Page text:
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Sleep is a naturally recurring state characterized by reduced or absent consciousness, relatively suspended sensory activity, and inactivity of nearly all voluntary muscles. It is distinguished from wakefulness by a decreased ability to react to stimuli, and is more easily reversible than being in hibernation or a coma.
Sleep is a heightened anabolic state, accentuating the growth and rejuvenation of the immune, nervous, skeletal and muscular systems. It is observed in mammals, birds, reptiles, amphibians and fish, and in some form also in insects and even simpler animals such as nematodes (see the related article Sleep (non-human)).
The purposes and mechanisms of sleep are only partially clear and the subject of substantial ongoing research. Sleep is sometimes thought to help conserve energy, though this theory is not fully adequate as it only decreases metabolism by about 5–10%. Additionally it is observed that mammals require sleep even during the hypometabolic state of hibernation, in which circumstance it is actually a net loss of energy as the animal returns from hypothermiatoeuthermia in order to sleep.
Further information: Neural oscillationNREM stage 1: This is a stage between sleep and wakefulness. The muscles are active, and the eyes roll slowly, opening and closing moderately.
NREM stage 2: theta activityIn this stage, it gradually becomes harder to awaken the sleeper; in this stage the alpha waves of the previous stage are interrupted by abrupt activity called sleep spindles and K-complexes.[
NREM stage 3: Formerly divided into stages 3 and 4, this stage is called slow-wave sleep (SWS). SWS is initiated in the preoptiiarea and consists of delta activity, high amplitude waves at less than 3.5 Hz. The sleeper is less responsive to the environment; many environmental stimuli no longer produce any reactions.
REM: The sleeper now enters rapid eye movement (REM) where most muscles are paralyzed. REM sleep is turned on by acetylcholine secretion and is inhibited by neurons that secrete serotonin. This level is also referred to as paradoxical sleep because the sleeper, although exhibiting EEG waves similar to a waking state, is harder to arouse than at any other sleep stage. Vital signs indicate arousal and oxygen consumption by the brain is higher than when the sleeper is awake.[An adult reaches REM approximately every 90 minutes, with the latter half of sleep being more dominated by this stage. The function of REM sleep is uncertain but a lack of it will impair the ability to learn complex tasks. One approach to understanding the role of sleep is to study the deprivation of it.[.During this period, the EEG pattern returns to high frequency waves which look similar to the waves produced while the person is awake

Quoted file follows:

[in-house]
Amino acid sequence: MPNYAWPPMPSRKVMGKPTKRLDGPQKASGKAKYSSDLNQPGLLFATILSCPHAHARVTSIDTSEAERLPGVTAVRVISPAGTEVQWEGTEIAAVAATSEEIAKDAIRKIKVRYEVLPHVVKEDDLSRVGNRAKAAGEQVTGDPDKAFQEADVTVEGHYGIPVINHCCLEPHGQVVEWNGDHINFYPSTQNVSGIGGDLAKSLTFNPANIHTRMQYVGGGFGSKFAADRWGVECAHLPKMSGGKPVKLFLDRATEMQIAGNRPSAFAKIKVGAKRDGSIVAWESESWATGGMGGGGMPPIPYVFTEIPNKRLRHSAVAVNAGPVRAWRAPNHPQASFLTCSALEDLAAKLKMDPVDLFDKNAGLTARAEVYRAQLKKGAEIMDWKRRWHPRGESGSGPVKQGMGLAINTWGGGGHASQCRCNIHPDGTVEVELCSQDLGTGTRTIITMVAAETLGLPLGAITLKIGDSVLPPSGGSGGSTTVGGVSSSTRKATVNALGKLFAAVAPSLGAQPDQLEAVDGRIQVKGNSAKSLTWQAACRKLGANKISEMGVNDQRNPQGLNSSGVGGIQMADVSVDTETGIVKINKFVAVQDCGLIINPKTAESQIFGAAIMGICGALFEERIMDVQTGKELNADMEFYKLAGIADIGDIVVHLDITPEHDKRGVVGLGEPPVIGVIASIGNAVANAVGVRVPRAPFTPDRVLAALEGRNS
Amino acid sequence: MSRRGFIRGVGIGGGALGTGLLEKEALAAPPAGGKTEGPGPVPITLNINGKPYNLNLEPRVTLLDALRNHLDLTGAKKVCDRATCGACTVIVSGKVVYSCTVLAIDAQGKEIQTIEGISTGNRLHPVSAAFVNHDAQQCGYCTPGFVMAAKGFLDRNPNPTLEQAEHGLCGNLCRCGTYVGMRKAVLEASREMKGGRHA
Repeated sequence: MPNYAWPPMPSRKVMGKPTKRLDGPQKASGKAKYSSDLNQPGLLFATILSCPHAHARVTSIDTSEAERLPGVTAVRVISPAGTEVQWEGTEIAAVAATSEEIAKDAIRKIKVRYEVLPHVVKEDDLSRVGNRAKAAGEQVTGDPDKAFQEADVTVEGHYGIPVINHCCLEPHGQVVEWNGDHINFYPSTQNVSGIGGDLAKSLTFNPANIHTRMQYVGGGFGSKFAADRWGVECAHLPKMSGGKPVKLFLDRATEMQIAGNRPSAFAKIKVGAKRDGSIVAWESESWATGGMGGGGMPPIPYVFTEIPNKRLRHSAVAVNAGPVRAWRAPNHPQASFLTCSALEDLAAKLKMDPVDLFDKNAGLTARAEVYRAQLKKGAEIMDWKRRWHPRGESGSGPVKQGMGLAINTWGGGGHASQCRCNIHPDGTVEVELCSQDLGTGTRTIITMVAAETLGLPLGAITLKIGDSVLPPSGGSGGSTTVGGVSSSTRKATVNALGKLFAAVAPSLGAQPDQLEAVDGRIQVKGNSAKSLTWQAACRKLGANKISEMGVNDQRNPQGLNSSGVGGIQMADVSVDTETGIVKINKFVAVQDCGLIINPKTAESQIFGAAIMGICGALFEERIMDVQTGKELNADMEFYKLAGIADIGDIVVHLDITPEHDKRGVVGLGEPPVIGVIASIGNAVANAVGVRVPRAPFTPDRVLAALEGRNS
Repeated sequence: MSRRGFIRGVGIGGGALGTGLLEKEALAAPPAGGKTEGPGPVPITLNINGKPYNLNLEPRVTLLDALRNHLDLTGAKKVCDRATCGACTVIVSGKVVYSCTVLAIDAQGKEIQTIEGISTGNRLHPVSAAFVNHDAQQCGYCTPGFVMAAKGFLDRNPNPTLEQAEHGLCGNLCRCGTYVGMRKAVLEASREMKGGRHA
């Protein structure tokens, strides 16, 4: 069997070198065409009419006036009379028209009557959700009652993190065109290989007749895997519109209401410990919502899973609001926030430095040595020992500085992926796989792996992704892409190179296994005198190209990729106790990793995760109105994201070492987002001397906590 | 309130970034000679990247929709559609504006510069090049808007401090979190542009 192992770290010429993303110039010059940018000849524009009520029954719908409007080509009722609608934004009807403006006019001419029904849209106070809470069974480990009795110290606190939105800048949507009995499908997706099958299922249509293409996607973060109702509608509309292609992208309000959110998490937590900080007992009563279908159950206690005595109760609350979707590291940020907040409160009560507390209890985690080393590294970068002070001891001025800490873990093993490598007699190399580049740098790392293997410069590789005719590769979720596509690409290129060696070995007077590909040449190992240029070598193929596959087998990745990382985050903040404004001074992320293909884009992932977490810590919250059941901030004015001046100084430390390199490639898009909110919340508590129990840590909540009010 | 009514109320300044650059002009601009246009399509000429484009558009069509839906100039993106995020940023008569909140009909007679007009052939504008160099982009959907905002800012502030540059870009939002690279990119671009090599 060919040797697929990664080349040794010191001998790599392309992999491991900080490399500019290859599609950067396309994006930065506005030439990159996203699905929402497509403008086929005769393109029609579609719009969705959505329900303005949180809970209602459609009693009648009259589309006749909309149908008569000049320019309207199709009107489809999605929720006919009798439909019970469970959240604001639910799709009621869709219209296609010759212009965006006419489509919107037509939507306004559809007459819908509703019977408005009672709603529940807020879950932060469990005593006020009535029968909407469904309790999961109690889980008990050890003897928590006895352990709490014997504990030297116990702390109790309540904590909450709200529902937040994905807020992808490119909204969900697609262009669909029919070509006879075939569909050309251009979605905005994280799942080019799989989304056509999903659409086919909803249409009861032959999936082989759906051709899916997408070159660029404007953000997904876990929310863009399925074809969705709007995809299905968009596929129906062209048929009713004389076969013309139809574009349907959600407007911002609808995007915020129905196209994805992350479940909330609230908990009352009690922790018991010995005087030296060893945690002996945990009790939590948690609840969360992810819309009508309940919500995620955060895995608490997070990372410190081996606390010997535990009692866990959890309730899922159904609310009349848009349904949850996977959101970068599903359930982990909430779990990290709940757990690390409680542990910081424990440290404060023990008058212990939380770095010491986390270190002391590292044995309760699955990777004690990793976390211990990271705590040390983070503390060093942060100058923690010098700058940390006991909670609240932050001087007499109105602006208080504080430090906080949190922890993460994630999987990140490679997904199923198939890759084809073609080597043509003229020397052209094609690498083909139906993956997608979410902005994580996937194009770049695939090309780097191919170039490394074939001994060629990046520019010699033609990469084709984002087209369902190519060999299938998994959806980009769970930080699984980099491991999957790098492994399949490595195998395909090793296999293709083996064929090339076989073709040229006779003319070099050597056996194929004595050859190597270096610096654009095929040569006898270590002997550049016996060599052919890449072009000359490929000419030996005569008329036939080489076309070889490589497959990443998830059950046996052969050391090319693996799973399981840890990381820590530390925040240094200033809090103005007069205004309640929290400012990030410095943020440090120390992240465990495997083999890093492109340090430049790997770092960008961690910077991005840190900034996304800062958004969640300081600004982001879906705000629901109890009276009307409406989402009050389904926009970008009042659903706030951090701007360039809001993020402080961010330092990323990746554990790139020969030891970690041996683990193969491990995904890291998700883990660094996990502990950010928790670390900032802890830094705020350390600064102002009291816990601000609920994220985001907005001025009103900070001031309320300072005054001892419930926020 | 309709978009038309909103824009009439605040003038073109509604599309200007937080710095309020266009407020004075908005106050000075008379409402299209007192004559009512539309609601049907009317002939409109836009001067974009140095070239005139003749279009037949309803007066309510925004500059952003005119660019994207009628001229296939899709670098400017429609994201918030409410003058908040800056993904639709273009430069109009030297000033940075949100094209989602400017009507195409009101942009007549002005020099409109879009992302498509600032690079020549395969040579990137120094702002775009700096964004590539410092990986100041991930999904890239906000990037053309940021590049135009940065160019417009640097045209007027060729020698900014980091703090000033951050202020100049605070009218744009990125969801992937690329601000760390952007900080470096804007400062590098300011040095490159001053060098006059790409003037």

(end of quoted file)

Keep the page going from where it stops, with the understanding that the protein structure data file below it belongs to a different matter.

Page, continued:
Dreams are successions of images, ideas, emotions, and sensations that occur involuntarily in the mind during certain stages of sleep. The content and purpose of dreams are not definitively understood, though they have been a topic of scientific speculation and a subject of philosophical and religious interest throughout recorded history. The scientific study of dreams is calledoneirology. Scientists believe that all mammals dream, but whether this is true of other animals, such as birds or reptiles, is uncertain.Dreams mainly occur in the rapid-eye movement (REM) stage of sleep—when brain activity is high and resembles that of being awake. REM sleep is revealed by continuous movements of the eyes during sleep. At times, dreams may occur during other stages of sleep. However, these dreams tend to be much less vivid or memorable.Dreams can last for a few seconds, or as long as 20 minutes. People are more likely to remember the dream if they are awakened during the REM phase. The average person has three to five dreams per night, but some may have up to seven dreams in one night. The dreams tend to last longer as the night progresses. During a full eight-hour night sleep, most dreams occur in the typical two hours of REM.
In modern times, dreams have been seen as a connection to the unconscious. They range from normal and ordinary to overly surreal and bizarre. Dreams can have varying natures, such asfrightening, exciting, magical, melancholic, adventurous, or sexual. The events in dreams are generally outside the control of the dreamer, with the exception of lucid dreaming, where the dreamer is self-aware. Dreams can at times make a creative thought occur to the person or give a sense of inspiration.Opinions about the meaning of dreams have varied and shifted through time and culture. Dream interpretationsdate back to 5000–4000 BC. The earliest recorded dreams were acquired from materials dating back approximately 5,000 years, in Mesopotamia, where they were documented on clay tablets. In the Greek and Roman periods, the people believed that dreams were direct messages from the gods or from the dead, and that they predicted the future. Some cultures practiced dream incubation with the intention of cultivating dreams that are prophetic.Sigmund Freud, who developed the discipline of psychoanalysis, wrote extensively about dream theories and interpretations. He explained dreams as manifestations of our deepest desires and anxieties, often relating to repressed childhood memories or obsessions. In The Interpretation of Dreams, Freud developed a psychological technique to interpret dreams and devised a series of guidelines to understand the symbols and motifs that appear in our dreams.